# Eigenvector for eigenvalue 7

Given that

$$\left( \begin{array}{cc} 3 & 0 \\ 0 & 7 \end{array} \right) \left( \begin{array}{c} 0 \\ 1 \end{array} \right) = 7 \left( \begin{array}{c} 0 \\ 1 \end{array} \right),$$ we can also write $$\left( \begin{array}{cc} \cos(x) & -\sin(x) \\ \sin(x) & \cos(x) \end{array} \right) \left( \begin{array}{cc} 3 & 0 \\ 0 & 7 \end{array} \right) \left( \begin{array}{c} 0 \\ 1 \end{array} \right) = 7 \left( \begin{array}{cc} \cos(x) & -\sin(x) \\ \sin(x) & \cos(x) \end{array} \right) \left( \begin{array}{c} 0 \\ 1 \end{array} \right),$$ or $$\left( \begin{array}{cc} \cos(x) & -\sin(x) \\ \sin(x) & \cos(x) \end{array} \right) \left( \begin{array}{cc} 3 & 0 \\ 0 & 7 \end{array} \right) \left( \begin{array}{cc} \cos(x) & \sin(x) \\ -\sin(x) & \cos(x) \end{array} \right) \left( \begin{array}{cc} \cos(x) & -\sin(x) \\ \sin(x) & \cos(x) \end{array} \right) \left( \begin{array}{c} 0 \\ 1 \end{array} \right) = 7 \left( \begin{array}{cc} \cos(x) & -\sin(x) \\ \sin(x) & \cos(x) \end{array} \right) \left( \begin{array}{c} 0 \\ 1 \end{array} \right),$$ or using $A$: $$A \left( \begin{array}{cc} \cos(x) & -\sin(x) \\ \sin(x) & \cos(x) \end{array} \right) \left( \begin{array}{c} 0 \\ 1 \end{array} \right) = 3 \left( \begin{array}{cc} \cos(x) & -\sin(x) \\ \sin(x) & \cos(x) \end{array} \right) \left( \begin{array}{c} 0 \\ 1 \end{array} \right),$$ Meaning the the eigenvector for the eigenvalue $7$ is given by $$\left( \begin{array}{cc} \cos(x) & -\sin(x) \\ \sin(x) & \cos(x) \end{array} \right) \left( \begin{array}{c} 0 \\ 1 \end{array} \right) = \left( \begin{array}{c} -\sin(x) \\ \cos(x) \end{array} \right)$$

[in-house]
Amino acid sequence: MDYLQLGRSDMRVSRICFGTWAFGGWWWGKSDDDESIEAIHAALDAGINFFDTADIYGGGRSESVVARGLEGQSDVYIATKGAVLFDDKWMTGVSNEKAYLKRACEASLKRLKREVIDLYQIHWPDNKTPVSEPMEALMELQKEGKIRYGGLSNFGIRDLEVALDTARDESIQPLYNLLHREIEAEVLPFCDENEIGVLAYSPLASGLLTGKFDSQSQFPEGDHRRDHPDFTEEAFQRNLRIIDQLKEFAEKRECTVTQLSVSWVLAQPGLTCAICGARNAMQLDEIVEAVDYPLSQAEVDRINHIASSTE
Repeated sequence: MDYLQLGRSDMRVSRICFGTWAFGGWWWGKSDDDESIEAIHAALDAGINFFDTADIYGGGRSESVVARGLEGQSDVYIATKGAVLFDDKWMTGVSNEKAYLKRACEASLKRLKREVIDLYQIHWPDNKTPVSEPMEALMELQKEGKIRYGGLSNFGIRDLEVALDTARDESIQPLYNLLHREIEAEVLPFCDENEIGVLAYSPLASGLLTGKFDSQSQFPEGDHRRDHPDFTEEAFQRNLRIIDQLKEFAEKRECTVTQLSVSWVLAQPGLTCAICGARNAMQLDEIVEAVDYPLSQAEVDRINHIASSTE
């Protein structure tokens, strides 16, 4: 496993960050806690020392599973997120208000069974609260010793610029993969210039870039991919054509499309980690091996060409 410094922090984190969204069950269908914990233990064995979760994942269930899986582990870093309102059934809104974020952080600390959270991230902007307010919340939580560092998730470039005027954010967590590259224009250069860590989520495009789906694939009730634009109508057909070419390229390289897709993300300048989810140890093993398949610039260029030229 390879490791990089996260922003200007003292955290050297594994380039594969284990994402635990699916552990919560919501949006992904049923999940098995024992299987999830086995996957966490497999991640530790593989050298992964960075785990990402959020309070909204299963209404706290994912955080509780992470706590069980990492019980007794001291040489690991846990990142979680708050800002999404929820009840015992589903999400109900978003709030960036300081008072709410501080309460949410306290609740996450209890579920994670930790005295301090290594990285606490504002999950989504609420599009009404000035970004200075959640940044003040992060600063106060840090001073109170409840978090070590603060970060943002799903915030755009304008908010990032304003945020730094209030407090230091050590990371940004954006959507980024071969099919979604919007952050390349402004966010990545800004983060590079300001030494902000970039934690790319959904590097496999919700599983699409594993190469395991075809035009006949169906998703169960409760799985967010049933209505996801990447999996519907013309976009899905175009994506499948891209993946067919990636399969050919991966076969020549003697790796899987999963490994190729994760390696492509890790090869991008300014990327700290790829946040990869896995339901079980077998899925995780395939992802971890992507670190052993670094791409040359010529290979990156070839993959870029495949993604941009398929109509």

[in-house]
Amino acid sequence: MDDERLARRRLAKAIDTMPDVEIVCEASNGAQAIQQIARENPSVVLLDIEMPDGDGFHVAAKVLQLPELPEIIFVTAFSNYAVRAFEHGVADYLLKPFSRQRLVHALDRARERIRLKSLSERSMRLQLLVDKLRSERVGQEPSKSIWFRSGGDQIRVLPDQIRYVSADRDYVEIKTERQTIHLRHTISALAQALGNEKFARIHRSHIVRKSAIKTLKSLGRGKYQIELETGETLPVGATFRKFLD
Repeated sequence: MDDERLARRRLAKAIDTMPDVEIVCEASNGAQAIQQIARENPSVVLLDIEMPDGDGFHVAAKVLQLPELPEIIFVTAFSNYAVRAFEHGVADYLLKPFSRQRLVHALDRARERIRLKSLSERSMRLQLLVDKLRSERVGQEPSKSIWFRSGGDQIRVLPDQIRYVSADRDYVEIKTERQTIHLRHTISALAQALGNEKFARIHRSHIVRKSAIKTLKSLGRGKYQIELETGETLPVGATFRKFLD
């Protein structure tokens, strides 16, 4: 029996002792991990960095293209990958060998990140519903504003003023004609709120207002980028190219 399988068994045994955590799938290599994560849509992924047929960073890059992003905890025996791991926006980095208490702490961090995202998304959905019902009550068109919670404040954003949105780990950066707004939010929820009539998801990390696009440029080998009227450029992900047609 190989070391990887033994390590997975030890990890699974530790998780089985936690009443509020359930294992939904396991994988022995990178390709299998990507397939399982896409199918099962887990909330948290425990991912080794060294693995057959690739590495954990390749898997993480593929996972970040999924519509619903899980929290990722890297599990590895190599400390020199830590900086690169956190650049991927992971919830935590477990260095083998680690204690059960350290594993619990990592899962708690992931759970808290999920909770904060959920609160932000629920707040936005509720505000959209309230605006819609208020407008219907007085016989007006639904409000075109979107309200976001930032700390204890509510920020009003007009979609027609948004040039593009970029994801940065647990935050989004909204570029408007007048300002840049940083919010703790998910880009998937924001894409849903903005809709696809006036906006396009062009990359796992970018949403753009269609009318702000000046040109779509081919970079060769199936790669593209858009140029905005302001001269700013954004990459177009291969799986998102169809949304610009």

the rotation matrix $Q = \pmatrix{\cos x & - \sin x\\ \sin x & \cos x}$ is orthogonal, that is $Q^{-1} = Q^\top.$ what you have $$A Q = Q\pmatrix{3&0\\0&7}$$ we can write the matrix equation as $$[Aq_1, Aq_2] = A[q_1, q_2] = [q_1, a_2]\pmatrix{3&0\\0&7}=[3q_1, 7q_2]$$ where $q_1, q_2$ are the columns of $Q.$ that is $$Aq_1 = 3q_1, \, Aq_2 = 7q_2 \tag 1$$

therefore the eigenvectors corresponding to the eigenvalues $3,7$ are the column vectors $q_1, q_2$ respectively.